Another interesting character in the film is Medea.  Medea is a very pretentious filmmaker who recruits Otto for her film on the Gay zombie revolution.  She doesn’t believe Otto is really zombie, but cannot prove that he isn’t.  Medea is also gay, and has a girlfriend named Hella Bent.  Whenever Hella appears on screen she’s always in black & white and her dialogue is always muted.  She appears as a silent movie character in the film.  She is the only character that appears this way in the film and it’s never explained why she is like this, and you know what, I like it!  Her character is really hard to explain—you’d really have to see the film to get a better understanding—but yeah Hella is such a cool and creative character that I can’t help but love her.  She seems so out of place and it’s never explained why and she’s just so awesome.    
Quite The Contrast of Colors
    This film does a number of good things and bad things.  I’ll explain the good things first.  One thing I like about the film is its use of contrasting colors.  Some scenes are entirely done in black and white and other scenes use bright and vivid colors.  It wasn’t until the last half-hour of the film that I realized that whenever something was show in black & white was because it was part of the movie Medea was making, “Up with Dead People”.  Whenever a scene is filmed in color it’s the real world/real time.  Another interesting use of the color is that Otto only sees in pink.  It’s not explained why, but he just sees everything in the color pink, and again I have no problem whatsoever that this has no explanation. I just feel it adds to the curiousness and the mystery of the film.   
Some thing’s I don’t like about this film are the sound.  Most of the background noise isn’t music but rather radio static.  Again, no rhyme or reason, it just appears throughout the film and I will admit it does get annoying at points.  Most of the actors are German and they all sound like they’re reading they’re English lines off of cue cards in the film and they all sound terribly and unprofessional.  I can forgive Jey Crisfar, the actor who played Otto, because he’s supposed to be a zombie, so it would make sense that his speech is kind of slow or drawn out, but as for the rest of the cast it’s a real distraction.  The acting was by far the worst part of this film.  I think it should have been filmed either entirely in German with English subtitles added to the bottom, or the film company should have hired actors who can speak English professionally.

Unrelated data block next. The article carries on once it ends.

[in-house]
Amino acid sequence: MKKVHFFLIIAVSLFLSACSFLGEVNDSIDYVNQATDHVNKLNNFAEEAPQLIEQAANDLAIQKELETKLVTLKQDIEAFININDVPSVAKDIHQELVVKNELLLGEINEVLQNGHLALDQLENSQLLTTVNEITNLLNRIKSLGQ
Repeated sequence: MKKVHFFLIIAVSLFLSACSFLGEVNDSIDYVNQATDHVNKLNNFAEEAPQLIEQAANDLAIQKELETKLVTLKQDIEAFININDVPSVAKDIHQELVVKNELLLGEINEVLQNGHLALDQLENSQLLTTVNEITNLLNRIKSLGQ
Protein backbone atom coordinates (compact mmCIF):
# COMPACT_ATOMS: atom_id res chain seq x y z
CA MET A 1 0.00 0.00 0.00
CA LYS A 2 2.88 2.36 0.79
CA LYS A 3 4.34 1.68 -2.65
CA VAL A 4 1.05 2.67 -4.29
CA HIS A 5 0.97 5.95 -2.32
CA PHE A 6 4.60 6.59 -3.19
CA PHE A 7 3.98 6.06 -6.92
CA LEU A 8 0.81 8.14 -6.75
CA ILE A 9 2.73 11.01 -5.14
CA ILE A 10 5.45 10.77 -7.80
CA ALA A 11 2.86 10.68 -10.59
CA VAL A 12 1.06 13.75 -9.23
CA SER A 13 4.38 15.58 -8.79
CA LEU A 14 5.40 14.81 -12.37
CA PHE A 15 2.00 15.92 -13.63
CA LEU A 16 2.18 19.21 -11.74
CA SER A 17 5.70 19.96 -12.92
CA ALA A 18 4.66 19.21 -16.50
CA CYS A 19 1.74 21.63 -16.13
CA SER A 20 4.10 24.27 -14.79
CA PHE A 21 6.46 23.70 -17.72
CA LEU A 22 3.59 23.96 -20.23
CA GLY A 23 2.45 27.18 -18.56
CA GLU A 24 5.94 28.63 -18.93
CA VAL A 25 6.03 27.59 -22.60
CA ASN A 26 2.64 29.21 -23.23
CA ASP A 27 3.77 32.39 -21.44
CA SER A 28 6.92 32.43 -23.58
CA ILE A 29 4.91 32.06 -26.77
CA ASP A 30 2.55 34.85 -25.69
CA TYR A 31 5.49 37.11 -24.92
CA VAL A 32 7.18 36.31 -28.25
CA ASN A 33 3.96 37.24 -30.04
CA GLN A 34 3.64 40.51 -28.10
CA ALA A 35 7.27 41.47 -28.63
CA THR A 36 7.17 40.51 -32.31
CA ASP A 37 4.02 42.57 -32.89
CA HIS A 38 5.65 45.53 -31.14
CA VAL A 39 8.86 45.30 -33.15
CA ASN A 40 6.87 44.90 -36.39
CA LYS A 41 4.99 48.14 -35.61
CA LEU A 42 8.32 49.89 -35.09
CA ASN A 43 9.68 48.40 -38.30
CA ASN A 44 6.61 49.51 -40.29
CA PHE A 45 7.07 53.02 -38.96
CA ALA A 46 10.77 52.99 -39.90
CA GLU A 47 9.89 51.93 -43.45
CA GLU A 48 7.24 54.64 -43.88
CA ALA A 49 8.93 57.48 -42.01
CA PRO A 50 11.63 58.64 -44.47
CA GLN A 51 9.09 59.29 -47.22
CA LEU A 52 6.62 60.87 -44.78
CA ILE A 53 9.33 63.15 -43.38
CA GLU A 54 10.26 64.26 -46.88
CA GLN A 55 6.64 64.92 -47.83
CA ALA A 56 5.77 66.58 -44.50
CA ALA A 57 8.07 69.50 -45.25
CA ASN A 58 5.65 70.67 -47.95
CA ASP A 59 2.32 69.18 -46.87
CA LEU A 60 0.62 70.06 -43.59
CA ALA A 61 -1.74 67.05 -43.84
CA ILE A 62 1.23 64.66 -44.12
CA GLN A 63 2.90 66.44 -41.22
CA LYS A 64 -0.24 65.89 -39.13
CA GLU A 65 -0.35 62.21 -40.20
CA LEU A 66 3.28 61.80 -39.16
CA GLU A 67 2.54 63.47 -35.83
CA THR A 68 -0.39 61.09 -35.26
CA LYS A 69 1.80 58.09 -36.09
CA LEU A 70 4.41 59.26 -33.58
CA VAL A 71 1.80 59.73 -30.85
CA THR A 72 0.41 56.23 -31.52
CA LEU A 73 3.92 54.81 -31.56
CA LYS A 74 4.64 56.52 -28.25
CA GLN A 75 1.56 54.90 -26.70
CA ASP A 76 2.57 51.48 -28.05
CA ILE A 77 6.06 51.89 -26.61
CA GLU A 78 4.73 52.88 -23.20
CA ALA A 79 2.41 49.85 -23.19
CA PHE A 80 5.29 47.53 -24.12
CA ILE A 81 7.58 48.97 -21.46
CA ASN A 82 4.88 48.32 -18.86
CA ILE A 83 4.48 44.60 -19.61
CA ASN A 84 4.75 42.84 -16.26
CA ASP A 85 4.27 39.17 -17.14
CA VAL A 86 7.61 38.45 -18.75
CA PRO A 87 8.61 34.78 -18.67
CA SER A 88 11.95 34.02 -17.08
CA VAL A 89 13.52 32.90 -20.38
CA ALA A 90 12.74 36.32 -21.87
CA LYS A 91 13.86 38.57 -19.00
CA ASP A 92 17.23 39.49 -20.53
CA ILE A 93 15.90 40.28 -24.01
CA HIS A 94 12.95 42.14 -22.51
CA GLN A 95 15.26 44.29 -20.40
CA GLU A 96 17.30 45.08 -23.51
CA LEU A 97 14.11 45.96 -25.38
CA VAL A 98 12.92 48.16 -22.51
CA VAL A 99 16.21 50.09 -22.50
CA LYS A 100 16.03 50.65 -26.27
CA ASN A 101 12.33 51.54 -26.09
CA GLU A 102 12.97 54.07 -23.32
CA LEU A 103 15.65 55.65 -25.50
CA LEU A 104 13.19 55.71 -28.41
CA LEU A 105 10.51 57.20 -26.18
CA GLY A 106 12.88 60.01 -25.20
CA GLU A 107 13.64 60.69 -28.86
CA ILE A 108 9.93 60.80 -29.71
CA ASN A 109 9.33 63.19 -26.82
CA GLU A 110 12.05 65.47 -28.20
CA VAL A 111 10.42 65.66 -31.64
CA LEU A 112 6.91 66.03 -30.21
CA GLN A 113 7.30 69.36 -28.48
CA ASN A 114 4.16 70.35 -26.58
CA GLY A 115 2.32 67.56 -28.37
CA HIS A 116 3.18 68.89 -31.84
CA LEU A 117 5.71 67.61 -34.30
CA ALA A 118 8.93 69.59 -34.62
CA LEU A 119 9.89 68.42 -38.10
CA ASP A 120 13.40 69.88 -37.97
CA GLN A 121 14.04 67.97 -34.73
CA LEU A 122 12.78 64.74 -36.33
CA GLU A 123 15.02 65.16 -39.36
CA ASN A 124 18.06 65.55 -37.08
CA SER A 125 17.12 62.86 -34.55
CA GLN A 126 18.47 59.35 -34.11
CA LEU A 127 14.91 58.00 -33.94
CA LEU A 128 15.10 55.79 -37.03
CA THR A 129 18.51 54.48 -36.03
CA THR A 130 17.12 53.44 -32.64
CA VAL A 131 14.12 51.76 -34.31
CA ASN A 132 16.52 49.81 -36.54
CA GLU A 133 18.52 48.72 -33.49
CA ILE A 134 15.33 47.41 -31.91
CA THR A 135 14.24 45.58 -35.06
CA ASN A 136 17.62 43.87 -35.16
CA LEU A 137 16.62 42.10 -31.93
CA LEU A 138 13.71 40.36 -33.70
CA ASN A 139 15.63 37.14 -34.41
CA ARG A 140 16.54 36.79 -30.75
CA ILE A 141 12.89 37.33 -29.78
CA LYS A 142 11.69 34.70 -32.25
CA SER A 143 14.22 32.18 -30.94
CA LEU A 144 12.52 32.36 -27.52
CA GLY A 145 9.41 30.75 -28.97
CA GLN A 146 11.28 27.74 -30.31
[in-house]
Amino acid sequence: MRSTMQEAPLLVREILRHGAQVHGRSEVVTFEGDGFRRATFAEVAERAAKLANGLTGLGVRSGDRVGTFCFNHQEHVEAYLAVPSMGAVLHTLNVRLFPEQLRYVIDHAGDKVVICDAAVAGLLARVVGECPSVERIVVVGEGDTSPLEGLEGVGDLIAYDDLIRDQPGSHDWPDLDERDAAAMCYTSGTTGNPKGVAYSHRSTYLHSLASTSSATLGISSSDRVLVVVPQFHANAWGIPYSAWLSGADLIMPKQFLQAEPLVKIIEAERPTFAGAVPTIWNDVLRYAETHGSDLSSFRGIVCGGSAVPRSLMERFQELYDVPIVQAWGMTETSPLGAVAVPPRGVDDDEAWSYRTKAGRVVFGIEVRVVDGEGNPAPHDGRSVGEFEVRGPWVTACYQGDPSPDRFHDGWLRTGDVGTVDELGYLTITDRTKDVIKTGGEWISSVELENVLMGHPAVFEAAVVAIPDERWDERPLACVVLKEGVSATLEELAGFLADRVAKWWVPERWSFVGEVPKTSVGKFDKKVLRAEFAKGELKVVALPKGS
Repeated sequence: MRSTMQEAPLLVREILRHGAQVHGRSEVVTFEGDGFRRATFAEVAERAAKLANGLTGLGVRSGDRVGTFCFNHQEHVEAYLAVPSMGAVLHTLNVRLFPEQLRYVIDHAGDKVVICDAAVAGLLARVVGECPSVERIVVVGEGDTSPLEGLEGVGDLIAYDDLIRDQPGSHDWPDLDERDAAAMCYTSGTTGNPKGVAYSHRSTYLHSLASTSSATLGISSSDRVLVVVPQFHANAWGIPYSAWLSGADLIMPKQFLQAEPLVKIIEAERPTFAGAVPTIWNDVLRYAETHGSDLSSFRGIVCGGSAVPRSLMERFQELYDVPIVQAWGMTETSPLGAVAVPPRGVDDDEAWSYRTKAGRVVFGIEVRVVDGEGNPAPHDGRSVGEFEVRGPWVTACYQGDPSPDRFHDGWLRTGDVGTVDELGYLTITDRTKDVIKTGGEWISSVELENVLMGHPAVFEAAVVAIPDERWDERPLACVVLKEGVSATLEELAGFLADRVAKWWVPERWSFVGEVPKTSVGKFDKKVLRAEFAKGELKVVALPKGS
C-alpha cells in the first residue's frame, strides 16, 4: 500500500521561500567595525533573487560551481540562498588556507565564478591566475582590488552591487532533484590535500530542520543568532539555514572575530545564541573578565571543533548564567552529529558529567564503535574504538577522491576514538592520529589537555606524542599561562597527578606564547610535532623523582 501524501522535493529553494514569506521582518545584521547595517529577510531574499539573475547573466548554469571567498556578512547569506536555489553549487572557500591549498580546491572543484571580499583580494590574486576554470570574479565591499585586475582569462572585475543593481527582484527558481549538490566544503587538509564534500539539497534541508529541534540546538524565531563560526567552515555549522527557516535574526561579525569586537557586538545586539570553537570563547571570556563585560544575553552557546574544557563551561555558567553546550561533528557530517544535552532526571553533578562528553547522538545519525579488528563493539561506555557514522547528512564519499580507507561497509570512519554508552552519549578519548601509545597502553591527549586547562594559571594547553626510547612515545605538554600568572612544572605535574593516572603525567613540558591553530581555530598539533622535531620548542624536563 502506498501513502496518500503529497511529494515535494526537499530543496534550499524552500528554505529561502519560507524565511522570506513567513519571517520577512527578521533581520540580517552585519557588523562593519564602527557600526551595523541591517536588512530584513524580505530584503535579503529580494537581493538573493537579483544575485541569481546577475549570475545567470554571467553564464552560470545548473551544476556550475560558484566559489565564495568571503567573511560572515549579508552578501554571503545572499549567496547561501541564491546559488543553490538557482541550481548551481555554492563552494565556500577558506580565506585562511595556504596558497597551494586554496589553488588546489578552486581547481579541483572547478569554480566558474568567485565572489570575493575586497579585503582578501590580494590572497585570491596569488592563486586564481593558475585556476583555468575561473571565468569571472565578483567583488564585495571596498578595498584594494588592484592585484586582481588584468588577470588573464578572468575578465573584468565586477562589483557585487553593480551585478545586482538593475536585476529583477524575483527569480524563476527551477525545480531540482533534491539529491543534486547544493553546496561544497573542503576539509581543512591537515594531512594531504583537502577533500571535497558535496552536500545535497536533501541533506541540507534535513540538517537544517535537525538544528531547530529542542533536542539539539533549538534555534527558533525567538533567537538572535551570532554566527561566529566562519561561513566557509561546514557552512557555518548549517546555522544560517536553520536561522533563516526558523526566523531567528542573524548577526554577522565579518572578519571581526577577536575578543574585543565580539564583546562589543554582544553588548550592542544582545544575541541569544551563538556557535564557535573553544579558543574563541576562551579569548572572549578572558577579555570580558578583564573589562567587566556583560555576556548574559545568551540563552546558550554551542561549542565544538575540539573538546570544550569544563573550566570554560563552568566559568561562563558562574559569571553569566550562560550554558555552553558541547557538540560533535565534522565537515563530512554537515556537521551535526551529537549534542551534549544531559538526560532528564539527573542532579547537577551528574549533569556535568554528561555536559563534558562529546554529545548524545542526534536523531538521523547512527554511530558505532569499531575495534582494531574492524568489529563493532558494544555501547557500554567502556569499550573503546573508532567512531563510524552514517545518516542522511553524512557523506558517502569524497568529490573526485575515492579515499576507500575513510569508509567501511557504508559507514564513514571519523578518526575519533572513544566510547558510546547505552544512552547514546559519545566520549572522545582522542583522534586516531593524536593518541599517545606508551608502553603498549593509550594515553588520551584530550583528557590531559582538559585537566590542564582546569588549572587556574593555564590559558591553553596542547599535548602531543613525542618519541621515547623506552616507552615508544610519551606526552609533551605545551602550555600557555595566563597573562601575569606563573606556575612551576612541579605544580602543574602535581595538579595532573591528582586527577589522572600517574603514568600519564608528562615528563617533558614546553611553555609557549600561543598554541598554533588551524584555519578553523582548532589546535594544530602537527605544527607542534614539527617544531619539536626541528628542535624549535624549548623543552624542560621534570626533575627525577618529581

So what?  Are we supposed to be phased by this???
    Now we get to the big deal of the film; the gay sex scenes.  There are four scenes depicting gay sex in the film (two of them were used for Medea’s film), and you know what it wasn’t all that hard to sit through.  The last 15 minutes of the film are mostly men-on-men.  There’s an orgy scene that was a part of Medea’s film, and that was immediately followed by a scene of Otto having sex with Medea’s brother, so it was a little overwhelming at the end, but not unbearable.  If you feel comfortable enough with your sexuality, then you can make it through this film.  I mean, just think of all those topless scenes and scenes of girl-on-girl your wife or girlfriend had to sit through in all those bad 1970’s Horror films that you made her watch.      
Director Bruce Labruce
    This is one film that I did not expect to like, but you know what I more than enjoyed this film.  This film is creative, it’s unique, it’s bizarre, and I think it’s a fantastic film.  It is a film that most people (homophobic bigots excluded) will enjoy.  I must applaud the films writer/director Bruce LaBruce for making a truly phenomenal and enjoyable film.  The film has its faults, but in my eyes the good out ways the bad by a ton, and you know what I think everyone (and I mean EVERYONE) should at least try to see this film at least once.  For those who don’t regret it you will be rewarded with a film that is both ludicrous and creative.